How much rest a person uses is based on need. In my opinion, this is one area a lot of people get wrong. They rest long or too short. The reason this happens is a person needs to be able to read how received they are in the moment. Since this is a learned skill that takes time to develop, an arbitrary amount, such as 60 seconds rest, is often used. This is okay in the beginning, but a person should learn how to read how much rest their body needs.


Difficulty means how hard any given set or exercise is in a workout, but also how difficult a workout is overall. There are many ways to gauge this, but often these are arbitrary methods. That said, this is still an important approach to consider.


Pushing yourself too much in a workout can leave you more fatigued and sore than needed. Pushing too little can lead to less progress. UNderstanding how hard to push yourself in a workout becomes a necessary skill to be continuously developed over time. Even people such as myself who have been working out for 21 years need to continue developing this skill.


That last sentence might seem odd, but as a person’s ability grows, and he or she can handle workouts that are more difficult, they have to be able to gauge this new level of difficulty and how to manage it.


A common method popular today is using rate of perceived effort, also known as RPE. RPE typically uses a scale of 1-10 to measure difficulty. Being at 1 is the easiest while being at 10 is the hardest. A level of 1 could be considered as something you could have done relatively indefinitely, while 10 would have been something you could have done no more of.


  • Coming back to the bench press, doing the set of 45 might be considered a 1, while completing the set of 185 might be considered a 10. 


RPE can be used to measure individual sets, such as the set of 45 and 185, all sets in an exercise, such as all four sets of bench, or a workout overall, such as a season that included all four basic movements patterns.


  • For the bench press, you would asses a RPE value for each set.
  • Then you would assess an RPE value for all sets combined.
  • If other exercise were included, you would do the same as with the bench.
  • For entire workout, you would assess all value for all movements combined


This is just an example, and may not be necessary or even ideal. For some people this is a good approach, for others not so much. The point is, assessing difficulty is something that can and should be done in some way.


Beginning with the Basics of Nutrition


At the very base of nutrition is mindfulness. Mindfulness could also be referred to as awareness. The terms are interchangeable. Whether using awareness of mindfulness, you need to have knowledge of what your current eating habits are like, and that starts by paying attention to your nutrition habits.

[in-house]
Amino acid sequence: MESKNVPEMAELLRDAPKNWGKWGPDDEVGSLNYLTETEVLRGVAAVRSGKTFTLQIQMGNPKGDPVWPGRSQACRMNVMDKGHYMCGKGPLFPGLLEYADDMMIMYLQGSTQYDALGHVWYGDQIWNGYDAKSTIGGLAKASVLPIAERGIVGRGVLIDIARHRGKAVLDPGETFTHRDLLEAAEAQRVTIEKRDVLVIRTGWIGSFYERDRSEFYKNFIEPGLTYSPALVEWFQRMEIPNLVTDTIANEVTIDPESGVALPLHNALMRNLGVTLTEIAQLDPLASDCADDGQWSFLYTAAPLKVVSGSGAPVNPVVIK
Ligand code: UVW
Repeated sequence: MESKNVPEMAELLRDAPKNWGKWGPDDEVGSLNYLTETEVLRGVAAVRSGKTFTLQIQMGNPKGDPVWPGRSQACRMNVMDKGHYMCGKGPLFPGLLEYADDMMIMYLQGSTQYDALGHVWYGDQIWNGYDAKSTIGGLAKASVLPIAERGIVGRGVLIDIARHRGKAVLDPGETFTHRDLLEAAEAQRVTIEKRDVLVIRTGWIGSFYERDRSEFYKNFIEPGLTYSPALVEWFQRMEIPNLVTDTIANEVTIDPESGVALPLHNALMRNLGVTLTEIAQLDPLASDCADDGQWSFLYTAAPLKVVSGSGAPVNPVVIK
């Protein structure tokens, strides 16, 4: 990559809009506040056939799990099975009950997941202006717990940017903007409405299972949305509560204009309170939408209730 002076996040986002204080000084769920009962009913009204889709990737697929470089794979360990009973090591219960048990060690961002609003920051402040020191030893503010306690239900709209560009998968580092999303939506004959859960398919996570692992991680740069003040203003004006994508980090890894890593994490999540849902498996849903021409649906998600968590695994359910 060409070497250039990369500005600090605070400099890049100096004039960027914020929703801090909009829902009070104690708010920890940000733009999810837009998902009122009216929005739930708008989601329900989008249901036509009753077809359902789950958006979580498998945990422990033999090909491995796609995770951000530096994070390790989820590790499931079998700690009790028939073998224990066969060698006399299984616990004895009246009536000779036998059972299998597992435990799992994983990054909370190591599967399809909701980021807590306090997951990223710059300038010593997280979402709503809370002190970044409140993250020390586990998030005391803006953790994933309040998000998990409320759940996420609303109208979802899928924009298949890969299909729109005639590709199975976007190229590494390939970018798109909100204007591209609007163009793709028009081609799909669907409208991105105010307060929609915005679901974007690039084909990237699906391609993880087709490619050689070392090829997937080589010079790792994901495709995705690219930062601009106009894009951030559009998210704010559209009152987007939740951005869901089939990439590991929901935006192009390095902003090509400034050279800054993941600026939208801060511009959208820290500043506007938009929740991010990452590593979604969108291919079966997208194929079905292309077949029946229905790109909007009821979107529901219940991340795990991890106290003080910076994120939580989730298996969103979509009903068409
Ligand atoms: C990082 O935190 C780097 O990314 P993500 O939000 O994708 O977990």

This can be a hard process to keep in mind all week long. When working with my online personal training and nutrition clients, I try to keep it as simple as possible. A super simple approach is to keep a written account day by day that includes vary basic information.


For example, think about the first meal you had today, which may have been breakfast. Let us say you had a breakfast burrito, orange juice, and a donut. Possibly the easiest way to log that is to note:


  • One large breakfast burrito
  • One large glass OJ
  • One donut


That is super simple. It does not tel us a lot, but it is a start. Let us say you track breakfast for week, and find you eat 1-2 donuts each day. Let us consider that you want to lose weight. More over, let us say that more often than not, you eat two donuts.


Now we have information. From that information we can say that reducing to 1 donut each day is a simple and actionable step you can take to reduce food consumed and ideally begin losing weight.


This is a super simple example, but again, it is a start. From here can dig deeper over time. For example, you might consider if the burrito is large and if you could cut it down, but still be satisfied with breakfast.


Now, this is a good place for most people to start. While you could measure out the includes ingredients for the burritto, list the calories, list that macros, or other details, this may not be needed in the beginning, or even years down the road. When properly applied, food mindfulness can lead someone to reach their goals without being mental about food. That is a good thing.




These are the basics workouts and nutrition. You should focus on them now and into the future. There is never a scenario where this stuff does not matter in reach physical goals. Even today, 21 years into my fitness life, I still consider these things. So does every single client of mine, and any person who has been successful in reaching their goals


And that is it. Have questions? Let me know on social media. You can click the links here, or just look up Nathan DeMetz Personal Training on Facebook and Instagram.

Demetz Personal Training About Nathan Demetz Personal Trainer

Nathan DeMetz holds degrees in Exercise Science, Business Administration, and Information Technology as well as certifications in strength and conditioning, sports nutrition, run coaching, and other areas. His credentials come from organizations such as Indiana Wesleyan University, Ivy Tech College, Utah State University, and the ISSA College of Exercise Science.

Nathan has 20 years of personal and professional experience in the health and fitness world. He works with people from across the globe, including locations such as Kuwait, Australia, and the USA.

To work with Nathan directly on your personal training goals, contact him today!